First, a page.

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bound continuous form becoming unsynchronized (help)

I am having a problem an it's driving me crazy, I hope someone can
correct my technique. I can't find a pattern and don't know where to
look to debug this. The problem is on a continuous form, the rows seem
to become unsynchronized. From lack of experience I am probably doing
something wrong. Let me explain...

I have a select query which joins 2 tables, an Appointment table and
Payments table and presents the data as rows on the bound form. The
idea is to generate a list of appointments and allow entry of data to
the appointment table and record payment in payment table. The join is
right a right join on Payments since most times the row does not exist.
The payment table contains a customerID column as does the appointment
table. In order to populate the customerID column on the payment table
I do the following in the afterUpdate event of the text box that
records the payment amount.

Me.[Payments.customerID] =
Me.recordSet.Fields.Item("cleanings.customerid")

The problem is that sometime the payments.customerID column contains
the wrong customerID. Often it's the customerID of the row right above
it. The form allows for deletion of rows as well as a button to
refresh the recorderset, but the problem seems to occur even if no
deletes or refresh takes place.

Thanks!
-Elie.

Sep 12 '06 #1
6 1542

Welie wrote:
I am having a problem an it's driving me crazy, I hope someone can
correct my technique. I can't find a pattern and don't know where to
look to debug this. The problem is on a continuous form, the rows seem
to become unsynchronized. From lack of experience I am probably doing
something wrong. Let me explain...

I have a select query which joins 2 tables, an Appointment table and
Payments table and presents the data as rows on the bound form. The
idea is to generate a list of appointments and allow entry of data to
the appointment table and record payment in payment table. The join is
right a right join on Payments since most times the row does not exist.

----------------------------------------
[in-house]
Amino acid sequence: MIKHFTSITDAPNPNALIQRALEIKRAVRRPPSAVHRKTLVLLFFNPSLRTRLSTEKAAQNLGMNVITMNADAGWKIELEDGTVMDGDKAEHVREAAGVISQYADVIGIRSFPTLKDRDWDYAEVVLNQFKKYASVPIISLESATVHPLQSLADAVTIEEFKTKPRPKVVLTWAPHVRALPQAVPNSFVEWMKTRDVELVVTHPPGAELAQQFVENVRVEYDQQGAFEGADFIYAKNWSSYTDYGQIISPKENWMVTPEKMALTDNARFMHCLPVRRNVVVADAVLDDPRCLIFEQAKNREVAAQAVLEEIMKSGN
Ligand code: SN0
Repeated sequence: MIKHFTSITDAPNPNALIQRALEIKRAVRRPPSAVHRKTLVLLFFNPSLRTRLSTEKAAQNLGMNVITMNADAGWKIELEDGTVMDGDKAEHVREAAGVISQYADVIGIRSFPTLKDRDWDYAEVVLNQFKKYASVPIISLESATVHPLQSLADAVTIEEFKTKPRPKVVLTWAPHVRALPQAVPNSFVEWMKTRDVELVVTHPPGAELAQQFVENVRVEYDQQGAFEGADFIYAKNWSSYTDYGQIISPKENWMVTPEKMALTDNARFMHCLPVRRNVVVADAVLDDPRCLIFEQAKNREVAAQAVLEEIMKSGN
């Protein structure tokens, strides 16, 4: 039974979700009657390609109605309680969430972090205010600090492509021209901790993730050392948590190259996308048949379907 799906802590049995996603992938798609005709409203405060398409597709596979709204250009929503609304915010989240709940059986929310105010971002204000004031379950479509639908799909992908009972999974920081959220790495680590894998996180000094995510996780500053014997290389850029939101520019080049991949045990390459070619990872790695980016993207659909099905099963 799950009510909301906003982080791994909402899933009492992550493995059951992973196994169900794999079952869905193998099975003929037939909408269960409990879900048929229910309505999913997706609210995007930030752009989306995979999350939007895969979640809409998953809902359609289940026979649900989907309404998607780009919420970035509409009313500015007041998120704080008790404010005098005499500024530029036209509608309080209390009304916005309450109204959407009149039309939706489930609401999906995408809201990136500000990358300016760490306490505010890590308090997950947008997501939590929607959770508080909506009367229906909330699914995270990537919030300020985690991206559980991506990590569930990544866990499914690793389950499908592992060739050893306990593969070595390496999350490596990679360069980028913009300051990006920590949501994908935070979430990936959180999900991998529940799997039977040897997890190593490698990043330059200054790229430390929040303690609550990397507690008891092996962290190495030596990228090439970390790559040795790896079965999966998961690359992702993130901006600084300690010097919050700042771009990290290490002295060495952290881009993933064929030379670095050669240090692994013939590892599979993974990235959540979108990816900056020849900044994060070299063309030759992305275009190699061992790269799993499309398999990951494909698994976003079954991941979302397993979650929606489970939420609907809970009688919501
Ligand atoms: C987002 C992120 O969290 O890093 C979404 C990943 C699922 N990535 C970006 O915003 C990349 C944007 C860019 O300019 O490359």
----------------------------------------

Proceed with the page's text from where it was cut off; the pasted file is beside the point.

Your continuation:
The payment table contains a customerID column as does the appointment
table. In order to populate the customerID column on the payment table
I do the following in the afterUpdate event of the text box that
records the payment amount.

Me.[Payments.customerID] =
Me.recordSet.Fields.Item("cleanings.customerid")

The problem is that sometime the payments.customerID column contains
the wrong customerID. Often it's the customerID of the row right above
it. The form allows for deletion of rows as well as a button to
refresh the recorderset, but the problem seems to occur even if no
deletes or refresh takes place.
I am afraid that this design may cause you more problems in the future.
I am assuming you want to tie each payment to a specific appointment
and that there may be more than one payment entered for a specific
appointment. You may want to change your design to a form/subform
arrangement where you have a main form bound to the appointments table
and then a subform on that form which is bound to the payments table.
Users could use the appointments form to navigate to the correct
appointment and then enter one or more payments into the subform.

Bruce

Sep 12 '06 #2
Bruce,
Thx for your reply. It's possible that there is a better design, but in
this case there is a one to one relationship between an appointment and
payment. Each appointment can have only payment. I could still do a
subform but I thought this design was simpler in terms of navigation.
To the user they just need to tab from column to column and then to the
next row.

Thanks.

deluxeinformat...@gmail.com wrote:
>
I am afraid that this design may cause you more problems in the future.
I am assuming you want to tie each payment to a specific appointment
and that there may be more than one payment entered for a specific
appointment. You may want to change your design to a form/subform
arrangement where you have a main form bound to the appointments table
and then a subform on that form which is bound to the payments table.
Users could use the appointments form to navigate to the correct
appointment and then enter one or more payments into the subform.

Bruce
Sep 12 '06 #3
Well, given what you've said, I think the best idea is that you don't really
need to store the customerID in the payments table. If there really is a one
to one relationship, then every payment knows its appointmentID (I'm
assuming you joined the tables on AppointmentID, no?) and can therefore see
the customerID of that appointment. To get a list of all payments with their
customerID's, just make a query that joins payments to appointments (inner
join this time) and include the appointments.customerID field.

But if you really need to set the customerID field in your other table, you
could get the value from the form instead of trying to get it from the
recordset. You could have an invisible customerID control in the
appointments part that's called txtInvisibleID and another control that's
bound to the customerID field in the payments table, and say
me.txtPaymentID = me.txtInvisibleID
(assuming the appointments.customerID would already have it's value)

hope this helps
-John

"Welie" <we******@gmail.comwrote in message
news:11**********************@h48g2000cwc.googlegr oups.com...
Bruce,